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Doves row: Supreme Court quashes appeal

BY ANDREW KUNAMBURA

THE Supreme Court has dismissed an appeal by businessman Farai Matsika in which he was seeking to overturn an earlier High Court interdict barring him from elbowing his erstwhile business partner Phibeon Busangabanye from Doves Life Assurance Company.

Matsika and Busangabanye bought Doves from incarcerated businessman Munyaradzi Kereke in 2012 through their jointly-owned investment vehicle, Transfrontier Investments, which they formed in 2008.

High Court judge Justice Happias Zhou last year blocked Matsika from convening an extraordinary general meeting to elect a new Doves board pending the finalisation of another ownership wrangle case.

Busangabanye had argued that the EGM and the process to appoint the new directors were in violation of Insurance and Pensions Commission (Ipec) regulations.

Matsika had claimed that Busangabanye had no locus standi to institute the application because he was not a shareholder in the assurance firm, but Justice Zhou upheld Busangabanye’s arguments and granted him the relief barring the holding of the EGM.

After the High Court ruled in Busangabanye’s favour, Matsika then launched an appeal at the Supreme Court.

But three Supreme Court judges of appeal, Justices Tendai Uchena, Samuel Kudya and Felistus Chatukuta unanimously agreed with the ruling by High Court judge Justice Zhou and dismissed that application with costs.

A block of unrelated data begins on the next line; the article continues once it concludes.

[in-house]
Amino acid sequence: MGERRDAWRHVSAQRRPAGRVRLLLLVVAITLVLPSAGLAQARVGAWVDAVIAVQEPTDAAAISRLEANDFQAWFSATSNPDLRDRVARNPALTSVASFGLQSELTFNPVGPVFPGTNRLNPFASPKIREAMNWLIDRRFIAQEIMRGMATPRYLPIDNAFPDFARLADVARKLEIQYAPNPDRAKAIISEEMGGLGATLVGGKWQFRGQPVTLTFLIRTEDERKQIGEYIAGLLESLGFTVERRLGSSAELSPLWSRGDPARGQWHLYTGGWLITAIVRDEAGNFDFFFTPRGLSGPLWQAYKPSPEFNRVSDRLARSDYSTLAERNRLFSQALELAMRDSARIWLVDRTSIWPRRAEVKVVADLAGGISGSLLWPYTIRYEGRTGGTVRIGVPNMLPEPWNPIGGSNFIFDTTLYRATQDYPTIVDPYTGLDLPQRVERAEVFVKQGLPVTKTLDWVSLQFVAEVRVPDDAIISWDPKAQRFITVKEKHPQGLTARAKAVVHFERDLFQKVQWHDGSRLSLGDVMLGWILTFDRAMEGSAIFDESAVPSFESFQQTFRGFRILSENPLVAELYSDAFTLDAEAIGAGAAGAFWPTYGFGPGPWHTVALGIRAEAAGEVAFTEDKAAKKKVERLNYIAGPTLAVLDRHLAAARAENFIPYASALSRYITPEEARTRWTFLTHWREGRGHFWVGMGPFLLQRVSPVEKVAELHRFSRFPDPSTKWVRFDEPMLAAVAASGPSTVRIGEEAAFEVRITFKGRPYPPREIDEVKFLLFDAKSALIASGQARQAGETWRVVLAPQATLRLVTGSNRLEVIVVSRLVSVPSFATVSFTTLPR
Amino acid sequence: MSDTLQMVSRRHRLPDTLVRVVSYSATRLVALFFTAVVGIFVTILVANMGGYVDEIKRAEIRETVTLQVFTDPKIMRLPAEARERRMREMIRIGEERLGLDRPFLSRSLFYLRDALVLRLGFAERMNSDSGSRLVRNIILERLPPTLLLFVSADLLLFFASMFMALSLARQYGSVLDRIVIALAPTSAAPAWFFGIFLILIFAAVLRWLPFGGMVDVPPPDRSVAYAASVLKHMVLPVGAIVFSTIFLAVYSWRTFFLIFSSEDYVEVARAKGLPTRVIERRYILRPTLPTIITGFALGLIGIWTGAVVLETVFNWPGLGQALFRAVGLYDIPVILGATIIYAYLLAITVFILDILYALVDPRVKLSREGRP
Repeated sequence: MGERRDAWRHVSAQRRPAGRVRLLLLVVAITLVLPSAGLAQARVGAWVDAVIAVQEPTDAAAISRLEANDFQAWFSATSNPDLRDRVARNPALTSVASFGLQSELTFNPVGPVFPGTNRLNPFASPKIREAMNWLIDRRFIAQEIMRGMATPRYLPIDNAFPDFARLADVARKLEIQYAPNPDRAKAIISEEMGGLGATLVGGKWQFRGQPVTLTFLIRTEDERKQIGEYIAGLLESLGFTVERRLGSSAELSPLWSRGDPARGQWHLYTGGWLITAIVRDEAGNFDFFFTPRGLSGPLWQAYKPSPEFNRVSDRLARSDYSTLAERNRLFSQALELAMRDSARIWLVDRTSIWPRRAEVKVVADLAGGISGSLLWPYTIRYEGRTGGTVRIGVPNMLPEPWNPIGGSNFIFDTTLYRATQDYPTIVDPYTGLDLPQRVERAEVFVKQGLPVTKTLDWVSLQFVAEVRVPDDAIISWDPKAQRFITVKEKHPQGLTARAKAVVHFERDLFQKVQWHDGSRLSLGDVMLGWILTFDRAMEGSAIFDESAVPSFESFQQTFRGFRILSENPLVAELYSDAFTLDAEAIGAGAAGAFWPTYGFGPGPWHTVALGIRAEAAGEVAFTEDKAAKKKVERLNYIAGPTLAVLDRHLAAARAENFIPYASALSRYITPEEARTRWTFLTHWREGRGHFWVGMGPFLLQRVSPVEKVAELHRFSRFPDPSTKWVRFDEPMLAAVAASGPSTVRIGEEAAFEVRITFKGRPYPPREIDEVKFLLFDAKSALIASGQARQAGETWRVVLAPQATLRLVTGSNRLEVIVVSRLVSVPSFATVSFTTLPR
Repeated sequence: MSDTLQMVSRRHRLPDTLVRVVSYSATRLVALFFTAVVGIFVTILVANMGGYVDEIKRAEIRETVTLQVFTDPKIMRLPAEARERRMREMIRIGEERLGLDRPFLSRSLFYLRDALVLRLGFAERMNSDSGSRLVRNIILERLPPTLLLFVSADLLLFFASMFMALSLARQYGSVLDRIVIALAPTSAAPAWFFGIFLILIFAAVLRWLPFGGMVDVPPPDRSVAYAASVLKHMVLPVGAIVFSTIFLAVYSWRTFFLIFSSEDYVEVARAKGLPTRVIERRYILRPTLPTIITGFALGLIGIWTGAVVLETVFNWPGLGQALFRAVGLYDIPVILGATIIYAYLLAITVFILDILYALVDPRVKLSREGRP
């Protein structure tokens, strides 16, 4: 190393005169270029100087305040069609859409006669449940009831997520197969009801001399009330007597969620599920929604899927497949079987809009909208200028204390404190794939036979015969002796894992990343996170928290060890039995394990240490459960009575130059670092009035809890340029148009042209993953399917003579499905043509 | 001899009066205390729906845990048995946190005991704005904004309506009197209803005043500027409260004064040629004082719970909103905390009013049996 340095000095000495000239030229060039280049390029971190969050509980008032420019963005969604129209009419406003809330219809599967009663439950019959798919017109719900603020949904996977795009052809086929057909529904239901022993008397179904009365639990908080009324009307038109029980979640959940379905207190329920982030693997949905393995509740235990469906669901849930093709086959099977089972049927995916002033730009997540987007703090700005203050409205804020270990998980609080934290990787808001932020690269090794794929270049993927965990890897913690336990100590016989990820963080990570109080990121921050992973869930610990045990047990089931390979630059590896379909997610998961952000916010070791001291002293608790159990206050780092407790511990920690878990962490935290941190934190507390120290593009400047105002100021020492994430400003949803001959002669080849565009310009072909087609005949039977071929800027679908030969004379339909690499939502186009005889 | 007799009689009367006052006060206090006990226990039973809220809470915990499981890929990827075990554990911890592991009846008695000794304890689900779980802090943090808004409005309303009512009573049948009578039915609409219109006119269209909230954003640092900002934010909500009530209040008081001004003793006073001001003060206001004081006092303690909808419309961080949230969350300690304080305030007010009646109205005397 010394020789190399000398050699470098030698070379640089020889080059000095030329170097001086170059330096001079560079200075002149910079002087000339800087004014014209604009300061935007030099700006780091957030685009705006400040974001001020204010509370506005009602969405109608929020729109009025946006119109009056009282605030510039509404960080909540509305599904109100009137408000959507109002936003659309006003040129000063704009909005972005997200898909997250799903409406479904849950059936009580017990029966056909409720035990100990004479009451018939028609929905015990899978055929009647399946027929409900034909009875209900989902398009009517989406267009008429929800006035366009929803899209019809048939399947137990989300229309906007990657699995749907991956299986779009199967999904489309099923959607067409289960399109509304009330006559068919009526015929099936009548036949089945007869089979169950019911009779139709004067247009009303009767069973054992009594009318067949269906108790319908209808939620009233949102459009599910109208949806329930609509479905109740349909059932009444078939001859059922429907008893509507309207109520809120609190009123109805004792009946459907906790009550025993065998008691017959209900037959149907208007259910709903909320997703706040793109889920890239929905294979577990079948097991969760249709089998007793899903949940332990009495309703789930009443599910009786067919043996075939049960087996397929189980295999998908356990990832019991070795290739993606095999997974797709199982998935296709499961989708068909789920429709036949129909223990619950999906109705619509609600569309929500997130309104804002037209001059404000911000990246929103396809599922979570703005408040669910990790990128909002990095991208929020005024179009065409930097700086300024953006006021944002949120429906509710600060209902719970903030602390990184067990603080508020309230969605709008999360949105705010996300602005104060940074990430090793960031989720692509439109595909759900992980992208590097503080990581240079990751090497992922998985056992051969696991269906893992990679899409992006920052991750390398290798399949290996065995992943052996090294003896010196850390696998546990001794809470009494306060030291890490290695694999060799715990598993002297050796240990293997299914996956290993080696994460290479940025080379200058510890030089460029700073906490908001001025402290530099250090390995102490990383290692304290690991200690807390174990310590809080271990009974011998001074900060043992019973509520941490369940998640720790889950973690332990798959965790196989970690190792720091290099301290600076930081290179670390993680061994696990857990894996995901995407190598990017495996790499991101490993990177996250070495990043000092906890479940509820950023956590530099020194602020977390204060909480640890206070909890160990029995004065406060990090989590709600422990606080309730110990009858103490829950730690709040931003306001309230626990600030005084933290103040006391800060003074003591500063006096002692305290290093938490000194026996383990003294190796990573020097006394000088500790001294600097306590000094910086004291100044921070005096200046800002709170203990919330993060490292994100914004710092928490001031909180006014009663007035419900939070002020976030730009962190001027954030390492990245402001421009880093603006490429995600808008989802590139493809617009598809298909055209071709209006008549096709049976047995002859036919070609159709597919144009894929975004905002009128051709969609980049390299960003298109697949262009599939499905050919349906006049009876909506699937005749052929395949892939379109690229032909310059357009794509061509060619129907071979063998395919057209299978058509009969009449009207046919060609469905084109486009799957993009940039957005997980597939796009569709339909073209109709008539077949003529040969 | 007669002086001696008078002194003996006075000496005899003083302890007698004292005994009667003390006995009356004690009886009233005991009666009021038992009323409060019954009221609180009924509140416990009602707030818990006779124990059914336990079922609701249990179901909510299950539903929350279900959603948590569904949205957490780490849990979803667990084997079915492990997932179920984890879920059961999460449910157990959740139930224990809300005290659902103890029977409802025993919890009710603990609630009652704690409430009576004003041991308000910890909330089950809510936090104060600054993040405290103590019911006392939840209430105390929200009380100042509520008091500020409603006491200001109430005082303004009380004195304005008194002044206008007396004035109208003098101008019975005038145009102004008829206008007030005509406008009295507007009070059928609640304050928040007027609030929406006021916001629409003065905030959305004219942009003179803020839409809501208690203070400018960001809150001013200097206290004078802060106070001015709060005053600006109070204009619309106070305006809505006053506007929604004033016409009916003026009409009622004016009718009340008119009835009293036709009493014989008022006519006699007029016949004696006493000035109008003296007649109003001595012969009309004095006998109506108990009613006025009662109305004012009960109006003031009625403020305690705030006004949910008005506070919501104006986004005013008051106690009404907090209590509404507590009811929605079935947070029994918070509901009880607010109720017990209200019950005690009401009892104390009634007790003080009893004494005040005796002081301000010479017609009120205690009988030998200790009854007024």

“After reading documents filed of record and hearing counsel, it is ordered that the matter be and is hereby struck off the roll with costs on a higher scale,” the judges ruled on Wednesday.

The dismissal of the suit effectively invalidates the five-member Matsika board comprising Takawira Nzombe, Allan Mutenda, Fungayi Kavhiwa, Vusumuzi Viki and Ezra Chinake which was to be chaired by prominent Harare lawyer Itayi Ndudzo.

Busangabanye had argued in his answering affidavit that the board was full of Matsika’s cronies whom he handpicked and appointed without even undergoing vetting by Ipec as required by the law.

The two agreed to pay a purchase consideration of US$2,8 million for the 100% equity held by Kereke’s Rockford Foundation Trust (RFT) and another US$2,2 million (net of taxes) in deferred dividends due to the Trust.

The deferred dividends were to be paid after five years from the date of the transaction, while the purchase price was to be paid in payments of US$500 000, as deposit and monthly instalments.

Busangabanye further argued that as the chief executive officer of Doves from 2012 to 2016, he raised US$2,8 million to complete the transaction and a receipt dated July 23, 2014 was issued by Kereke’s Rockford Foundation Trust.

However, when Matsika assumed leadership of the company subsequently, Busangabanye contended, he started reneging on making outstanding payments, resulting in disagreements.

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